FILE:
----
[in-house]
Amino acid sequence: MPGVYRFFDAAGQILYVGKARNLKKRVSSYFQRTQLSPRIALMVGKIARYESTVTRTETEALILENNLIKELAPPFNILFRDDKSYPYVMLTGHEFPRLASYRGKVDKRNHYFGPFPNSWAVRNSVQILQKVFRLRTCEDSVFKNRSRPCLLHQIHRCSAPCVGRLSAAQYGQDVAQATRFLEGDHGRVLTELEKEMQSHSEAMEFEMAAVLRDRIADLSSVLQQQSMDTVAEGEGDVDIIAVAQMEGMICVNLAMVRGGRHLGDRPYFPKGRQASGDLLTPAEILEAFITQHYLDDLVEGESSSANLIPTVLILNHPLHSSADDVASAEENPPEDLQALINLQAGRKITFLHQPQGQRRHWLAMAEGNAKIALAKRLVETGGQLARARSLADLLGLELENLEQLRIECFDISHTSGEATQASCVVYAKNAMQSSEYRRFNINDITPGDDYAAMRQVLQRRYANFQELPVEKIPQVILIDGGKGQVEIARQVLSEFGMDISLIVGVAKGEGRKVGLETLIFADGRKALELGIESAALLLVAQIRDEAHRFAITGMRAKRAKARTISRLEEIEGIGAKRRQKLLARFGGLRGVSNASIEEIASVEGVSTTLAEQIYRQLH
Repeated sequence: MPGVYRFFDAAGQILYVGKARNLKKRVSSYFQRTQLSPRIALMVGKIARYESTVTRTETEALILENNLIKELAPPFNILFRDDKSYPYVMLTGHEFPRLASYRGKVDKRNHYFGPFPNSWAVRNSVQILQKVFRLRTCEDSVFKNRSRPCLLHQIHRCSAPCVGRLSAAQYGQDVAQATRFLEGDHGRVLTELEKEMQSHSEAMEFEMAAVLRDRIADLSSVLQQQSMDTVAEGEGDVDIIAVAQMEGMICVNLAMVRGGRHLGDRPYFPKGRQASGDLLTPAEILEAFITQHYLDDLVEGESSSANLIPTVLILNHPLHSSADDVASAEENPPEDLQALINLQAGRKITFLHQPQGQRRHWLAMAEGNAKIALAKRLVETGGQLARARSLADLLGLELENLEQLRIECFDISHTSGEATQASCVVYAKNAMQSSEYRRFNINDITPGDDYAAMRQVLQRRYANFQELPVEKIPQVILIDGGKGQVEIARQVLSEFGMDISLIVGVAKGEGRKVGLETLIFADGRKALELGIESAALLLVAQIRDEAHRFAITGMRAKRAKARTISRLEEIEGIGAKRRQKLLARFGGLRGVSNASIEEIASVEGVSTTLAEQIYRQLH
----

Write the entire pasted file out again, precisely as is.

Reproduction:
[in-house]
Amino acid sequence: MPGVYRFFDAAGQILYVGKARNLKKRVSSYFQRTQLSPRIALMVGKIARYESTVTRTETEALILENNLIKELAPPFNILFRDDKSYPYVMLTGHEFPRLASYRGKVDKRNHYFGPFPNSWAVRNSVQILQKVFRLRTCEDSVFKNRSRPCLLHQIHRCSAPCVGRLSAAQYGQDVAQATRFLEGDHGRVLTELEKEMQSHSEAMEFEMAAVLRDRIADLSSVLQQQSMDTVAEGEGDVDIIAVAQMEGMICVNLAMVRGGRHLGDRPYFPKGRQASGDLLTPAEILEAFITQHYLDDLVEGESSSANLIPTVLILNHPLHSSADDVASAEENPPEDLQALINLQAGRKITFLHQPQGQRRHWLAMAEGNAKIALAKRLVETGGQLARARSLADLLGLELENLEQLRIECFDISHTSGEATQASCVVYAKNAMQSSEYRRFNINDITPGDDYAAMRQVLQRRYANFQELPVEKIPQVILIDGGKGQVEIARQVLSEFGMDISLIVGVAKGEGRKVGLETLIFADGRKALELGIESAALLLVAQIRDEAHRFAITGMRAKRAKARTISRLEEIEGIGAKRRQKLLARFGGLRGVSNASIEEIASVEGVSTTLAEQIYRQLH
Repeated sequence: MPGVYRFFDAAGQILYVGKARNLKKRVSSYFQRTQLSPRIALMVGKIARYESTVTRTETEALILENNLIKELAPPFNILFRDDKSYPYVMLTGHEFPRLASYRGKVDKRNHYFGPFPNSWAVRNSVQILQKVFRLRTCEDSVFKNRSRPCLLHQIHRCSAPCVGRLSAAQYGQDVAQATRFLEGDHGRVLTELEKEMQSHSEAMEFEMAAVLRDRIADLSSVLQQQSMDTVAEGEGDVDIIAVAQMEGMICVNLAMVRGGRHLGDRPYFPKGRQASGDLLTPAEILEAFITQHYLDDLVEGESSSANLIPTVLILNHPLHSSADDVASAEENPPEDLQALINLQAGRKITFLHQPQGQRRHWLAMAEGNAKIALAKRLVETGGQLARARSLADLLGLELENLEQLRIECFDISHTSGEATQASCVVYAKNAMQSSEYRRFNINDITPGDDYAAMRQVLQRRYANFQELPVEKIPQVILIDGGKGQVEIARQVLSEFGMDISLIVGVAKGEGRKVGLETLIFADGRKALELGIESAALLLVAQIRDEAHRFAITGMRAKRAKARTISRLEEIEGIGAKRRQKLLARFGGLRGVSNASIEEIASVEGVSTTLAEQIYRQLH